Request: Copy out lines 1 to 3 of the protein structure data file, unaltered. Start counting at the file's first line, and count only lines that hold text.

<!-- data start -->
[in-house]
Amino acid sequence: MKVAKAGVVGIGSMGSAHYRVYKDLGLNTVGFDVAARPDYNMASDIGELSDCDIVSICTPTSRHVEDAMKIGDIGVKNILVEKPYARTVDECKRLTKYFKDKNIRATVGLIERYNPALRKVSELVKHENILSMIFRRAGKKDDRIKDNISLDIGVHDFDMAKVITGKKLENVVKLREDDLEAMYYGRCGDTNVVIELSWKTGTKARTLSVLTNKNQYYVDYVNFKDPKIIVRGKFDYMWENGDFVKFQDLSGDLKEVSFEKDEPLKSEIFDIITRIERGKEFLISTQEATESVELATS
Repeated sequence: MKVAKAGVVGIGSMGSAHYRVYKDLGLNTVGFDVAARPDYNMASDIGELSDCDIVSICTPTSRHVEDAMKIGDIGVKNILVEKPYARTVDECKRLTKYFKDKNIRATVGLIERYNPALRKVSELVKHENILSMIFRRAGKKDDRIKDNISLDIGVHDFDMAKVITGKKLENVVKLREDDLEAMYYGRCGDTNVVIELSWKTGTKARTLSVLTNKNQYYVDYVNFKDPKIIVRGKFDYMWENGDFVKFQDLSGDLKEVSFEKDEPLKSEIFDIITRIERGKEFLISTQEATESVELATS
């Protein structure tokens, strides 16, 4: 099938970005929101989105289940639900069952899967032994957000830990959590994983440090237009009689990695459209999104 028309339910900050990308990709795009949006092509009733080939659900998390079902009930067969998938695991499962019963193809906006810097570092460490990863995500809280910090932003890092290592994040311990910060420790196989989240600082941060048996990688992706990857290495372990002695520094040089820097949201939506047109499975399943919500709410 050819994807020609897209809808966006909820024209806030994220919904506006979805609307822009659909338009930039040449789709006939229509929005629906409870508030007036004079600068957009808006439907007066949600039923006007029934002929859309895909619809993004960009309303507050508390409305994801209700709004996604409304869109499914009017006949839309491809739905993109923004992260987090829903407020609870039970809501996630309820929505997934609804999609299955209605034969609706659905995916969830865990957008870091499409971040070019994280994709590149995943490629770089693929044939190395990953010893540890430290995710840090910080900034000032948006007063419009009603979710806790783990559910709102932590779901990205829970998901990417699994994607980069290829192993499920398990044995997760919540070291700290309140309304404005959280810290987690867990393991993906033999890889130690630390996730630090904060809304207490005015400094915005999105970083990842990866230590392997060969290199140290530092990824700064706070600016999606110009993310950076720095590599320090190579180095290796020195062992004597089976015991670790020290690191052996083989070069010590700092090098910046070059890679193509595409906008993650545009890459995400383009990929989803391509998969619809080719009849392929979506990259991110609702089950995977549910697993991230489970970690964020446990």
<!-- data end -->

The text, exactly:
[in-house]
Amino acid sequence: MKVAKAGVVGIGSMGSAHYRVYKDLGLNTVGFDVAARPDYNMASDIGELSDCDIVSICTPTSRHVEDAMKIGDIGVKNILVEKPYARTVDECKRLTKYFKDKNIRATVGLIERYNPALRKVSELVKHENILSMIFRRAGKKDDRIKDNISLDIGVHDFDMAKVITGKKLENVVKLREDDLEAMYYGRCGDTNVVIELSWKTGTKARTLSVLTNKNQYYVDYVNFKDPKIIVRGKFDYMWENGDFVKFQDLSGDLKEVSFEKDEPLKSEIFDIITRIERGKEFLISTQEATESVELATS
Repeated sequence: MKVAKAGVVGIGSMGSAHYRVYKDLGLNTVGFDVAARPDYNMASDIGELSDCDIVSICTPTSRHVEDAMKIGDIGVKNILVEKPYARTVDECKRLTKYFKDKNIRATVGLIERYNPALRKVSELVKHENILSMIFRRAGKKDDRIKDNISLDIGVHDFDMAKVITGKKLENVVKLREDDLEAMYYGRCGDTNVVIELSWKTGTKARTLSVLTNKNQYYVDYVNFKDPKIIVRGKFDYMWENGDFVKFQDLSGDLKEVSFEKDEPLKSEIFDIITRIERGKEFLISTQEATESVELATS